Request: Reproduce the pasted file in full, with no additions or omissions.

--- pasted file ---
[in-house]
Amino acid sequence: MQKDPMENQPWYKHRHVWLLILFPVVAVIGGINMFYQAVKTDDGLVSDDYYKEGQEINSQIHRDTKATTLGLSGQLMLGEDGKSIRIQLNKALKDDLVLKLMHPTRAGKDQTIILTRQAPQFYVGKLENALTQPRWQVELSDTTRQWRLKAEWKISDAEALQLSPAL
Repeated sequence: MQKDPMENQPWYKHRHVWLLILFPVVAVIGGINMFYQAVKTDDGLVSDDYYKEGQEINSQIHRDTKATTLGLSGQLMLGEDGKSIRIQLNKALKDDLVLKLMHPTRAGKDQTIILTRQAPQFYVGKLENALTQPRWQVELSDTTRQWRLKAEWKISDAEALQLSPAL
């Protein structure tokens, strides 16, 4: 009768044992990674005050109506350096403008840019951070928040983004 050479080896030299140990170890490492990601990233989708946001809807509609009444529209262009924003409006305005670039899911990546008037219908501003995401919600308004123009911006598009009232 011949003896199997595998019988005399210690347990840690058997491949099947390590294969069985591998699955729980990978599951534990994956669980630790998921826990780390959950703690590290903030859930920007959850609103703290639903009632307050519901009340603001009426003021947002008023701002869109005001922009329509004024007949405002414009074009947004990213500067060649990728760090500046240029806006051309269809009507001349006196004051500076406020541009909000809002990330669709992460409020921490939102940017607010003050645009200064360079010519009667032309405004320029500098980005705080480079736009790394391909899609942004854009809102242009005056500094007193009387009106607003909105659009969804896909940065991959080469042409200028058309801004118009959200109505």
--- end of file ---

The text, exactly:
[in-house]
Amino acid sequence: MQKDPMENQPWYKHRHVWLLILFPVVAVIGGINMFYQAVKTDDGLVSDDYYKEGQEINSQIHRDTKATTLGLSGQLMLGEDGKSIRIQLNKALKDDLVLKLMHPTRAGKDQTIILTRQAPQFYVGKLENALTQPRWQVELSDTTRQWRLKAEWKISDAEALQLSPAL
Repeated sequence: MQKDPMENQPWYKHRHVWLLILFPVVAVIGGINMFYQAVKTDDGLVSDDYYKEGQEINSQIHRDTKATTLGLSGQLMLGEDGKSIRIQLNKALKDDLVLKLMHPTRAGKDQTIILTRQAPQFYVGKLENALTQPRWQVELSDTTRQWRLKAEWKISDAEALQLSPAL
């Protein structure tokens, strides 16, 4: 009768044992990674005050109506350096403008840019951070928040983004 050479080896030299140990170890490492990601990233989708946001809807509609009444529209262009924003409006305005670039899911990546008037219908501003995401919600308004123009911006598009009232 011949003896199997595998019988005399210690347990840690058997491949099947390590294969069985591998699955729980990978599951534990994956669980630790998921826990780390959950703690590290903030859930920007959850609103703290639903009632307050519901009340603001009426003021947002008023701002869109005001922009329509004024007949405002414009074009947004990213500067060649990728760090500046240029806006051309269809009507001349006196004051500076406020541009909000809002990330669709992460409020921490939102940017607010003050645009200064360079010519009667032309405004320029500098980005705080480079736009790394391909899609942004854009809102242009005056500094007193009387009106607003909105659009969804896909940065991959080469042409200028058309801004118009959200109505």